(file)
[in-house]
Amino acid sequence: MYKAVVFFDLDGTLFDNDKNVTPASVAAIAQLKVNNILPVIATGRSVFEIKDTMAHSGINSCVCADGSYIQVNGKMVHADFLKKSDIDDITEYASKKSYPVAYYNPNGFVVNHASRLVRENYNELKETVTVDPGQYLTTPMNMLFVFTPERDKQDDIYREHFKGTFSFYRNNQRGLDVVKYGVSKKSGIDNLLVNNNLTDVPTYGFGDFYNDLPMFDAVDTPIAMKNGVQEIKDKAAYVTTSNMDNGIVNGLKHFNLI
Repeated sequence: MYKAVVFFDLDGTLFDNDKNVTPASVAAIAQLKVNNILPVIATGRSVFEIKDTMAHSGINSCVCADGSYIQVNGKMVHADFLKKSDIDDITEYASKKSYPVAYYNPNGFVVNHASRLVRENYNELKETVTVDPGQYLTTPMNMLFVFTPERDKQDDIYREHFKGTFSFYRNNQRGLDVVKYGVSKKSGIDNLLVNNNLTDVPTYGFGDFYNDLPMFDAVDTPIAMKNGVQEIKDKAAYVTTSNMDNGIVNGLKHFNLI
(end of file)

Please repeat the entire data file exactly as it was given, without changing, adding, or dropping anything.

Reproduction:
[in-house]
Amino acid sequence: MYKAVVFFDLDGTLFDNDKNVTPASVAAIAQLKVNNILPVIATGRSVFEIKDTMAHSGINSCVCADGSYIQVNGKMVHADFLKKSDIDDITEYASKKSYPVAYYNPNGFVVNHASRLVRENYNELKETVTVDPGQYLTTPMNMLFVFTPERDKQDDIYREHFKGTFSFYRNNQRGLDVVKYGVSKKSGIDNLLVNNNLTDVPTYGFGDFYNDLPMFDAVDTPIAMKNGVQEIKDKAAYVTTSNMDNGIVNGLKHFNLI
Repeated sequence: MYKAVVFFDLDGTLFDNDKNVTPASVAAIAQLKVNNILPVIATGRSVFEIKDTMAHSGINSCVCADGSYIQVNGKMVHADFLKKSDIDDITEYASKKSYPVAYYNPNGFVVNHASRLVRENYNELKETVTVDPGQYLTTPMNMLFVFTPERDKQDDIYREHFKGTFSFYRNNQRGLDVVKYGVSKKSGIDNLLVNNNLTDVPTYGFGDFYNDLPMFDAVDTPIAMKNGVQEIKDKAAYVTTSNMDNGIVNGLKHFNLI